i added Epsom salts to my hot pepper plants. first i was told to take a teaspoon and mix it in warm water and spray on flowers when they just openeed, this became a little crazy. So i added it in my soil and i have many times the normal yield. Not sure if this works on other plants, but the hot peppers love it.
      I will have to dig up the soil and see if the earthworms are bothered by it. good question.

      I also use an old screen (window) folded in half above my compost pile cover 4 x 4 – allowing a little light in and easy to remove and fold up when not needed.

      I also added fish bones to my compost pile it can be a little messy, best not to turn the soil, (keep pets out) leave it be and in 3 months you have great soil for tomatoes. (my compost pile consists of fish bones, egg shells, citrus, all vegetable matter mostly organic, 1 bag of organic soil, coffee grounds, my organic chicken droppings, hay, tea bags and water it 2 x a week. sometimes add a few sticks and twigs from yard, nothing has any chemicals or spray) when looks good (dark black soil in color) use soil for tomatoes and herb plants, and start the same process again next year. so far so good.

  5. I love my earthworms and spread them around to other pots in the yard
    also add the nutritious new soil to other pots and plants in your yard
    not to mention if you have excessive worms, chickens love scratching around in the soil for their finds

  6. Earthworms. Fabulous creatures. The worm castings will add so much nutrients to your soil you won’t believe it. There was a gentleman from California, I wish I could remember his name, that had a large robust garden when everyone else was experiencing poor crop harvest. His secret? Worms. He used the same garden area year after year after year without having to rotate his crops. All because of worms.

    Take a look in the library for books on worm growing. Quite fun and very easy. Plus worms double in population approximately every month. So, if you start out with just 100 worms, you should have 200 the next month and 400 worms the month after that so on and so on.

    Easy to feed. Cardboard, coffee grounds, old bread, leaves, grass clippings, manure (Not chicken or dogs and cats) and a variety of other things you might be currently throwing out. They love it! read some books on them.

    Back in time the Egyptians would behead you if caught harming a earthworm. They new how valuable they were to their crops.

    Here’s another interesting thing about earthworms, they can eat their own weight per day. Now it takes approximately 1000 worms to make a pound. I used them to mitigate horse manure. A horse, or at least the ones I worked with, dropped about 7 – 10 pounds of manure a day. If you had 10 pounds of worms they would eat it and make some of the worlds best fertilizer you could ever imagine.

    Just keep in mind, you need to make sure the manure is not fresh. It will cook your worms. You know how hot fresh manure can get. Also don’t feed them manure from horses or cows if you just “wormed” them. That will kill em.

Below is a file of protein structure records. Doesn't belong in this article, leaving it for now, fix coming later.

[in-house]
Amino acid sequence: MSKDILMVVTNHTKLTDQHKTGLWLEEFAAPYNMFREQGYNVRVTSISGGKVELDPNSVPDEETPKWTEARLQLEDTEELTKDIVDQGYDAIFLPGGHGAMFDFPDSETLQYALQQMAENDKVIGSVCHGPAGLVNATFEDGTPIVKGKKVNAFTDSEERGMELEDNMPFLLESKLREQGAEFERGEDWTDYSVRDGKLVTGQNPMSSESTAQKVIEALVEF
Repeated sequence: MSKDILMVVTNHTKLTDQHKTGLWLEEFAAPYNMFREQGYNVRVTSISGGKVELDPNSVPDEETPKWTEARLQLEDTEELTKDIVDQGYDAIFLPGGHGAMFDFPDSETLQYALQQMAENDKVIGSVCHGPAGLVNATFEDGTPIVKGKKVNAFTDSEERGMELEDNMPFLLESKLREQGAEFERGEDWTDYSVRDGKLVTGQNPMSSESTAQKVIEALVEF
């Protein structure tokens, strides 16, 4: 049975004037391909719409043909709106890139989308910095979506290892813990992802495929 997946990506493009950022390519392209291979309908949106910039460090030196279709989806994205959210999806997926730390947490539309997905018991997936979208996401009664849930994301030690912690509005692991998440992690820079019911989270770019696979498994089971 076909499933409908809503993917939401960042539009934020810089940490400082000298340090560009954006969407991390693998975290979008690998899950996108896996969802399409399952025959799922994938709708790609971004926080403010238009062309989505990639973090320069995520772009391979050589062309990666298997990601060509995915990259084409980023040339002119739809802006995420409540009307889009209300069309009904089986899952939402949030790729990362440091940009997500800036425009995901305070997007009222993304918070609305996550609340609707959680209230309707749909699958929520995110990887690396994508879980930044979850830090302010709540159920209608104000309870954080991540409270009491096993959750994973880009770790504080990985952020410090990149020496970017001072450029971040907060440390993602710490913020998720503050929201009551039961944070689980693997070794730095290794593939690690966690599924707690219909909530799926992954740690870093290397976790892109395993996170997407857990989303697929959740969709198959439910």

Worms. One of the best creatures the good Lord gave us. Treat them with respect and your garden will flourish. By the way, one little teaspoon of worm castings is enough to feed a potted plant for a month.

    Read about them there little worms. They are terrific!

    Mike

  7. can I use old coffee leftovers and pour it into my compost, or is the acid from the coffee pot to strong to grow worms?

  8. “cfrederick says:
    I remember my grandfather talking about ‘salting’ his garden and apparently it was once common practice at least in some areas. Could you tell me what the purpose of this might have been? I assume he was talking about using ordinary table salt.”

    CFredrick, this is just a guess – but when old guys talk about “salting” something, I think first about the old term “Salting the mine” which means to put a little here, a little there. If he was talking about worms, that is my best guess.

    Knowing how happy SLUGS are when you put table salt on them, it just seems counter-intuitive to actually put salt in with earthworms.

    I may be totally wrong, and look forward to clarification from OffTheGrid.com writer Mary Ellen!

  9. What about OVER-WINTERING the worms in Edmonton, AB 53 degrees N, agricultural zone 5. The UAss Dept of Geo-Engineering and the USAF tankers spraying Chemtrails allowed us a very mild winter in 2012, but only THEY know what they’ll stick us with next year and following………

    There was very little frost in the ground. Maybe need to heap compost on top and around the farm container?

    Plz reply to: [email protected]

    TYVVM

  10. I built a house in Vanc. BC. And I built a 3-bin composter to turn it over, from #1 to 2, then to #3 as the compost built.

    After 2 years, the grass around the bin for 10 or 12 feet was like putting-green rich and lush. WORM POWER!

  11. Bruce – I’m with you on the salt. I have never heard of adding salt to soil, unless referring to the old phrase, “salting the earth,” which of course means making it impossible to grow anything.

    Epsom salts are chemically different from sodium chloride salt and can add valuable magnesium to the soil. Perhaps, rather than table salt or sodium chloride, this salt is really just some other mineral that adds nutrients, much like the Epsom salts.

    Now if you want to kill your earthworms, by all means sprinkle them liberally with salt!

  12. wyvonnia dillard

    Bruce, your grandpa was talking about Epsom salts not common table salt. My daddy used to sprinkle Epsom salts before he plowed the garden. Also he grew the biggest elephant ears & cannas I’ve ever seen (we had an outside drain) & he just flushed some Epsom salts thru the sink drain to “water” them. good luck